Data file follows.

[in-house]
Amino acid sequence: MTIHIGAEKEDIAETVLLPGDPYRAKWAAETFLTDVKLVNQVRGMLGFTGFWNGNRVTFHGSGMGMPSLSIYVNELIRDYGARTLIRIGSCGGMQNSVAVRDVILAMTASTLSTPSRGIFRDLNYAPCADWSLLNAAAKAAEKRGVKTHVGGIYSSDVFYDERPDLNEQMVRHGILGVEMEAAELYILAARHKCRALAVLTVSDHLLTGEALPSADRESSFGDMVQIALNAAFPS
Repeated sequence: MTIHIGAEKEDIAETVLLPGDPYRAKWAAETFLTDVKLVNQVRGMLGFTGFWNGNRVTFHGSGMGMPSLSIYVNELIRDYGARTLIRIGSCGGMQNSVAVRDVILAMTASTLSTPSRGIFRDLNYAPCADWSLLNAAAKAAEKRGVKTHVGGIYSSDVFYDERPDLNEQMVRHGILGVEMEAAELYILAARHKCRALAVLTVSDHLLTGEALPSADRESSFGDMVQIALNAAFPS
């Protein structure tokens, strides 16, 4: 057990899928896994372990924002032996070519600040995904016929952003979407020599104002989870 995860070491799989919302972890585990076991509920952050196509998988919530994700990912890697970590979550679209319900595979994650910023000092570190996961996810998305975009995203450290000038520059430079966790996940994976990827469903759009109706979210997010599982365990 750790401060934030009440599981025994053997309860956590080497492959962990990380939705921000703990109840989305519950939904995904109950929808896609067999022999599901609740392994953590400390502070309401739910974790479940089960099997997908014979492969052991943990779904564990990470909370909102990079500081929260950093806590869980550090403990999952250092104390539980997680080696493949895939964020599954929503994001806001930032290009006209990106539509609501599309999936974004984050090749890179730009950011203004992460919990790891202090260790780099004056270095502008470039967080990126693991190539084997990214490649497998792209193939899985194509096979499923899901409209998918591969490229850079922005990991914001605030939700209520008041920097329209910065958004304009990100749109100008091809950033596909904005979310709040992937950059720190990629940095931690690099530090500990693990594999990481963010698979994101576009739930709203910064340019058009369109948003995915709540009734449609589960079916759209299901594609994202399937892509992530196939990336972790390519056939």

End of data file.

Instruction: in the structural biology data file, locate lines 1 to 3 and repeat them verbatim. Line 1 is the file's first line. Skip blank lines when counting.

[in-house]
Amino acid sequence: MTIHIGAEKEDIAETVLLPGDPYRAKWAAETFLTDVKLVNQVRGMLGFTGFWNGNRVTFHGSGMGMPSLSIYVNELIRDYGARTLIRIGSCGGMQNSVAVRDVILAMTASTLSTPSRGIFRDLNYAPCADWSLLNAAAKAAEKRGVKTHVGGIYSSDVFYDERPDLNEQMVRHGILGVEMEAAELYILAARHKCRALAVLTVSDHLLTGEALPSADRESSFGDMVQIALNAAFPS
Repeated sequence: MTIHIGAEKEDIAETVLLPGDPYRAKWAAETFLTDVKLVNQVRGMLGFTGFWNGNRVTFHGSGMGMPSLSIYVNELIRDYGARTLIRIGSCGGMQNSVAVRDVILAMTASTLSTPSRGIFRDLNYAPCADWSLLNAAAKAAEKRGVKTHVGGIYSSDVFYDERPDLNEQMVRHGILGVEMEAAELYILAARHKCRALAVLTVSDHLLTGEALPSADRESSFGDMVQIALNAAFPS